Understanding the brain of a Teen with a Bad Attitude
Parents of teens can have it rough. Hormones, social pressures, academic pressures, and a changing identity can leave teens moody, demanding, rude, restless, irritable, and discontent. Bring drugs and alcohol into the equation and parents are faced with an even tougher challenge. Drugs and alcohol change the way a teen regulates their emotions entirely, altering their brain chemistry and structure. Drugs and alcohol have also been proven to inhibit the still developing teenage brain, causing serious issue in how an adolescent behaves.
Many parents find themselves at their wit’s end. Parents try a soft approach, a hard approach, a compassionate approach, a punishing approach, until their options for approach run out. Together in treatment, parents and addicted teens can navigate the ups and downs of adolescence, as well as develop effective communication skills. They can help each other cope with the journey of recovery and adolescence together.
Though parents have likely spent much time seeking to understand their teen, they still may not understand what exactly it is causing their son’s bad attitude and what they can do to help. For example, many parents make the mistake of taking their teenage son’s attitude personally. Often times, the teen is making it personal. However, their attitude is not necessary intentional, or personal. Teenagers in early recovery, for example, are dealing with both the normal changes of adolescence as well as the struggles of learning to live without dependency on drugs and alcohol. Regulating impulses, thought processes, decisions, and feelings is difficult for the adolescent brain to do because it is not fully developed. In fact, the areas of the brain which help with these functions are developing especially slow at this age and are halted in their development if a teen is abusing drugs.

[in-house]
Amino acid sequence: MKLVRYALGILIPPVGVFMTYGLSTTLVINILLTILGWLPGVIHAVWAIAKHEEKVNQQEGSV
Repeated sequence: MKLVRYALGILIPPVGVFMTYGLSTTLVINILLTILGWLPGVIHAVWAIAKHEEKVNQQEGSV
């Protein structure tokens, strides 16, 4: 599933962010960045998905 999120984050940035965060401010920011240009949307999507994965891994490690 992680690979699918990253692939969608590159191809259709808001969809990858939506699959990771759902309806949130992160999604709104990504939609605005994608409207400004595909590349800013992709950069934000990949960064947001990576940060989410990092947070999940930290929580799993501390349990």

“If only” is one of the greatest wishes among parents. If only my teen would listen. If only my teen would stop hiding in his room and spending so much time on social media. If only there were a way to make him understand. Alan Kazdin, professor of Child Psychiatry at Yale University and contributing author to TIME explains in his article 3 Myths About Your Teen’s Bad Attitude, “Increased insight as to what is going on with a teenager is just not likely to make any difference in behavior and attitude.”
Teach him that he is loved and that everything is okay. Reasoning with the unreasonable is a lost effort. At this stage of development, your teen is having a hard time reasoning with himself. Taking in, comprehending, and making a decision about your reasoning is even more of a frustrating challenge. “Reason rarely persuades anybody to do things we know we should do…it is even less likely to work with your teenager, considering all those developmental changes.”
At Stonewater Adolescent Recovery Center, we are bringing families together by building a foundation of recovery. Our programs for adolescent and teenage boys provide a life cleansing experience while offering academic support for progress. Start your journey today. Call us at: 662-598-4214